One silver lining during the economic crash caused by the coronavirus pandemic has been the existence and expansion of Medicaid. The massive federal and state program has helped millions of Americans who have lost jobs get health care for themselves and their families. But Medicaid may soon become a victim of its own success. So many people have enrolled in the system this year that states, overwhelmed and facing tight budgets, may have to make cuts. Why should Medicaid take a hit? “Because,” as Joan Alker, executive director of the Center for Children and Families at Georgetown University points out, “two things—Medicaid and education spending—are the top two areas of spending in pretty much all state budgets.” Indeed, Medicaid eats up about 30% of all state spending, according to the National Association of State Budget Officers. That usually makes it a fat target when cuts have...
    One sector is flourishing during the pandemic: K-12 private schools Travel recommendations, restrictions likely to extend through Christmas: Fauci Mohamed El-Erian sounds the alarm on brewing bond-market risks that could plunge the most vulnerable companies into bankruptcy © Reuters/Lucy Nicholson Reuters/Lucy Nicholson Economist Mohamed El-Erian cautioned investors about the risk of rising corporate bankruptcy rates in an interview with Bloomberg TV on Friday. While many investors are ignoring short-term market risks in the hopes that 2021 will be met with a swift vaccine deployment and economic recovery, El-Erian said the time between now and a rollout of the vaccine matters. "People have got to be very careful, especially in high-yield credit, and in emerging markets," he said. Visit Business Insider's homepage for more stories. Many investors have chosen to look past short-term market risks in the hopes that 2021 will be markedly more...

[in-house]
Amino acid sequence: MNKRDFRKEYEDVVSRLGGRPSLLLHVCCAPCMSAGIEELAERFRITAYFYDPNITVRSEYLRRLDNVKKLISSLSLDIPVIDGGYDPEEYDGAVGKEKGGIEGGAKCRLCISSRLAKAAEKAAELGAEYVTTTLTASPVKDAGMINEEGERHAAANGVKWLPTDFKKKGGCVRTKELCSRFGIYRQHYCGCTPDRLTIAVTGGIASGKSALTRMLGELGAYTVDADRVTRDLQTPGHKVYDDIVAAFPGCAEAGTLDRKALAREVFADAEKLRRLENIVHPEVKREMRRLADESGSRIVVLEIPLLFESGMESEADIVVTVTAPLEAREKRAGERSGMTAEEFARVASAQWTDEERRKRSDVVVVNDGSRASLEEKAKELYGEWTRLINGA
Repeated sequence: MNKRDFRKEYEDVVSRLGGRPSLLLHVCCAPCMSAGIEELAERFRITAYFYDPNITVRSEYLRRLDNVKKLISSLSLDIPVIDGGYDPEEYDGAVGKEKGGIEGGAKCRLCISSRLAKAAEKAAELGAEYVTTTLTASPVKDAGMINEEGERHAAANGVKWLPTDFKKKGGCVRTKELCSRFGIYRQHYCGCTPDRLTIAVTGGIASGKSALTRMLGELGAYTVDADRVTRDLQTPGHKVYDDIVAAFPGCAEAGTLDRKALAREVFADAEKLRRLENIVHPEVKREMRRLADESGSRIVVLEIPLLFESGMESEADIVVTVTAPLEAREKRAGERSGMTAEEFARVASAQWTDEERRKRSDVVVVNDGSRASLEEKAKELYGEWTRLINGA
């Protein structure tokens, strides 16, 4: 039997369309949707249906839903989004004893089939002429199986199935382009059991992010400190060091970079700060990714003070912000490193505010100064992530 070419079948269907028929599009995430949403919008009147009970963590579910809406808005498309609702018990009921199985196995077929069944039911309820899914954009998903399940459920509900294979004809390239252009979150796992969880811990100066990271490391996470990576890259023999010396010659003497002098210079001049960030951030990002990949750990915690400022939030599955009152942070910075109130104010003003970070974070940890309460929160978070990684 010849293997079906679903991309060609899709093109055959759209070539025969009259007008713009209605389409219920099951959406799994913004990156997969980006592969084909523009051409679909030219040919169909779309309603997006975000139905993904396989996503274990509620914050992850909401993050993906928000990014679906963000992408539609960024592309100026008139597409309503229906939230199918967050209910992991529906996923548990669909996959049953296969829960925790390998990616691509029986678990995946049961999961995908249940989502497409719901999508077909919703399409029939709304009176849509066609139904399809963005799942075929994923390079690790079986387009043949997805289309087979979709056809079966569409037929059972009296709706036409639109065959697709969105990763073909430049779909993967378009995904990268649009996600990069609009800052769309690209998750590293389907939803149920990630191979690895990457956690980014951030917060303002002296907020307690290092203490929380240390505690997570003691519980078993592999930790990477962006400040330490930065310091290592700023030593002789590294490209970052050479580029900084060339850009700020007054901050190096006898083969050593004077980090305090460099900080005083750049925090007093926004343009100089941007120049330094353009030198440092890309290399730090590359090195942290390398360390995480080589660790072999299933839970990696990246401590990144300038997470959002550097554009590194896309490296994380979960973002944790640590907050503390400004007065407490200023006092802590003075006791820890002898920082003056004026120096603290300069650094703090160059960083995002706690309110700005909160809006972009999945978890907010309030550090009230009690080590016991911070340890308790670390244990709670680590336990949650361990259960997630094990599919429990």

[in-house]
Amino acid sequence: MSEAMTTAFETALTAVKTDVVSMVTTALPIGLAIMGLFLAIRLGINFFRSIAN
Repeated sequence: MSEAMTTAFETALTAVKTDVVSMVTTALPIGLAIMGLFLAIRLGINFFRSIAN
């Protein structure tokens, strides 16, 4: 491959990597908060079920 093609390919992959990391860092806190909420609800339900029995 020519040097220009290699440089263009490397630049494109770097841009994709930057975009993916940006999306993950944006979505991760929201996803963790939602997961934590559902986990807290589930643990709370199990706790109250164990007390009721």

The Catholic Knights of Columbus in Washington, D.C., spent Black Friday distributing coats to children in need — the “most vulnerable members of our society,”  Supreme Knight Carl Anderson told the Daily Caller News Foundation. In partnership with the Metropolitan Police Department, members of the global Catholic men’s organization gathered Friday at Saint John Paul II National Shrine in Washington, D.C. to distribute coats to children aged 2 to 16-years-old. “As our nation faces tough economic times due to the pandemic, the Knights of Columbus remains steadfast in our commitment to helping the most vulnerable members of our society,” Anderson told the DCNF. (RELATED: Knights Of Columbus Announce $100 Million Fund To Aid Catholic Dioceses During Coronavirus) Photo courtesy of the Knights of Columbus. “Helping children in need was a fundamental reason for Blessed Michael McGivney’s founding of the Knights of Columbus in 1882 and continues to be a very...